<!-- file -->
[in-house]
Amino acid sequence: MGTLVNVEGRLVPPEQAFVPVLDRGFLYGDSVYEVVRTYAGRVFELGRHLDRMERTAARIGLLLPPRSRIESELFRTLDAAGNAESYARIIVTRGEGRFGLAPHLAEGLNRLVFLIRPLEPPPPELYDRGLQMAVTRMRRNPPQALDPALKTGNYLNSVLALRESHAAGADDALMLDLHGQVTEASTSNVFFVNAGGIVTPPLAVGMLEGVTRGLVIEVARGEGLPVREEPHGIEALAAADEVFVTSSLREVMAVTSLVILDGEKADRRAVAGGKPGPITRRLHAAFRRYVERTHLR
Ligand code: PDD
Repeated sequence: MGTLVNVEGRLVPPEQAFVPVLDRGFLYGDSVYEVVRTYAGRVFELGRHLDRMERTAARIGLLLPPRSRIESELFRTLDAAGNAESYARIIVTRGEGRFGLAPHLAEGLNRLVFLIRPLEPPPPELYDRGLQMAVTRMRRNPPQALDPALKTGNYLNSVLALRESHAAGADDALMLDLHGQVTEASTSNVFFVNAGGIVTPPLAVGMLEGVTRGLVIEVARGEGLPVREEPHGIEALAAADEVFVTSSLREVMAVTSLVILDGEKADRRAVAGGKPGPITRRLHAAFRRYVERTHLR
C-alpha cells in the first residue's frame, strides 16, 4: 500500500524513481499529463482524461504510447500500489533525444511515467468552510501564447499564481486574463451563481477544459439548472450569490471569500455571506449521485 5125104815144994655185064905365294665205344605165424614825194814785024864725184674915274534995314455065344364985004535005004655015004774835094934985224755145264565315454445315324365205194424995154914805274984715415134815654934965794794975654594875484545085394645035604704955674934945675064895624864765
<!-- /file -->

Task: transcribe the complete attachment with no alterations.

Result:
[in-house]
Amino acid sequence: MGTLVNVEGRLVPPEQAFVPVLDRGFLYGDSVYEVVRTYAGRVFELGRHLDRMERTAARIGLLLPPRSRIESELFRTLDAAGNAESYARIIVTRGEGRFGLAPHLAEGLNRLVFLIRPLEPPPPELYDRGLQMAVTRMRRNPPQALDPALKTGNYLNSVLALRESHAAGADDALMLDLHGQVTEASTSNVFFVNAGGIVTPPLAVGMLEGVTRGLVIEVARGEGLPVREEPHGIEALAAADEVFVTSSLREVMAVTSLVILDGEKADRRAVAGGKPGPITRRLHAAFRRYVERTHLR
Ligand code: PDD
Repeated sequence: MGTLVNVEGRLVPPEQAFVPVLDRGFLYGDSVYEVVRTYAGRVFELGRHLDRMERTAARIGLLLPPRSRIESELFRTLDAAGNAESYARIIVTRGEGRFGLAPHLAEGLNRLVFLIRPLEPPPPELYDRGLQMAVTRMRRNPPQALDPALKTGNYLNSVLALRESHAAGADDALMLDLHGQVTEASTSNVFFVNAGGIVTPPLAVGMLEGVTRGLVIEVARGEGLPVREEPHGIEALAAADEVFVTSSLREVMAVTSLVILDGEKADRRAVAGGKPGPITRRLHAAFRRYVERTHLR
C-alpha cells in the first residue's frame, strides 16, 4: 500500500524513481499529463482524461504510447500500489533525444511515467468552510501564447499564481486574463451563481477544459439548472450569490471569500455571506449521485 5125104815144994655185064905365294665205344605165424614825194814785024864725184674915274534995314455065344364985004535005004655015004774835094934985224755145264565315454445315324365205194424995154914805274984715415134815654934965794794975654594875484545085394645035604704955674934945675064895624864765